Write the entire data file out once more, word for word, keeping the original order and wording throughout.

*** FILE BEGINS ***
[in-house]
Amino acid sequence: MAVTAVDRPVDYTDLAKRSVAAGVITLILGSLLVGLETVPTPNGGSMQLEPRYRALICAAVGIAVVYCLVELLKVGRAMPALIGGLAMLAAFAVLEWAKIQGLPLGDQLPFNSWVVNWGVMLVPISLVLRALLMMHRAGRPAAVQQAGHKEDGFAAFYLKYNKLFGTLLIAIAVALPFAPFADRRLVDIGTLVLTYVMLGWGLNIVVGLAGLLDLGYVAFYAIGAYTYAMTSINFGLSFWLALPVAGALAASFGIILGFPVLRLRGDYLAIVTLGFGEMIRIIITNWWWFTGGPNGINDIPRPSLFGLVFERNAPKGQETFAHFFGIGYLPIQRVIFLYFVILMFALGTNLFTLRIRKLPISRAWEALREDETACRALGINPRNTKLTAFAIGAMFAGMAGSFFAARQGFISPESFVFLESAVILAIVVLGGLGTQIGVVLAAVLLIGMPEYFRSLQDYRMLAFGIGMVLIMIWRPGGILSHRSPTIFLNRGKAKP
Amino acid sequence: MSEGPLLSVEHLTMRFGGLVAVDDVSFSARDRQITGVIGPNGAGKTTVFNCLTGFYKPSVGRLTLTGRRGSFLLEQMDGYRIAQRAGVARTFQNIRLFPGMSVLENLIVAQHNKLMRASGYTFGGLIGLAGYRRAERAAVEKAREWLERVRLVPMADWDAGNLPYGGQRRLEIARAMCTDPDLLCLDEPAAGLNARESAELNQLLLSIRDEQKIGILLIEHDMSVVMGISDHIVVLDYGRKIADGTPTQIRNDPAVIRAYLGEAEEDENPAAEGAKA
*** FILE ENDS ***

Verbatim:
[in-house]
Amino acid sequence: MAVTAVDRPVDYTDLAKRSVAAGVITLILGSLLVGLETVPTPNGGSMQLEPRYRALICAAVGIAVVYCLVELLKVGRAMPALIGGLAMLAAFAVLEWAKIQGLPLGDQLPFNSWVVNWGVMLVPISLVLRALLMMHRAGRPAAVQQAGHKEDGFAAFYLKYNKLFGTLLIAIAVALPFAPFADRRLVDIGTLVLTYVMLGWGLNIVVGLAGLLDLGYVAFYAIGAYTYAMTSINFGLSFWLALPVAGALAASFGIILGFPVLRLRGDYLAIVTLGFGEMIRIIITNWWWFTGGPNGINDIPRPSLFGLVFERNAPKGQETFAHFFGIGYLPIQRVIFLYFVILMFALGTNLFTLRIRKLPISRAWEALREDETACRALGINPRNTKLTAFAIGAMFAGMAGSFFAARQGFISPESFVFLESAVILAIVVLGGLGTQIGVVLAAVLLIGMPEYFRSLQDYRMLAFGIGMVLIMIWRPGGILSHRSPTIFLNRGKAKP
Amino acid sequence: MSEGPLLSVEHLTMRFGGLVAVDDVSFSARDRQITGVIGPNGAGKTTVFNCLTGFYKPSVGRLTLTGRRGSFLLEQMDGYRIAQRAGVARTFQNIRLFPGMSVLENLIVAQHNKLMRASGYTFGGLIGLAGYRRAERAAVEKAREWLERVRLVPMADWDAGNLPYGGQRRLEIARAMCTDPDLLCLDEPAAGLNARESAELNQLLLSIRDEQKIGILLIEHDMSVVMGISDHIVVLDYGRKIADGTPTQIRNDPAVIRAYLGEAEEDENPAAEGAKA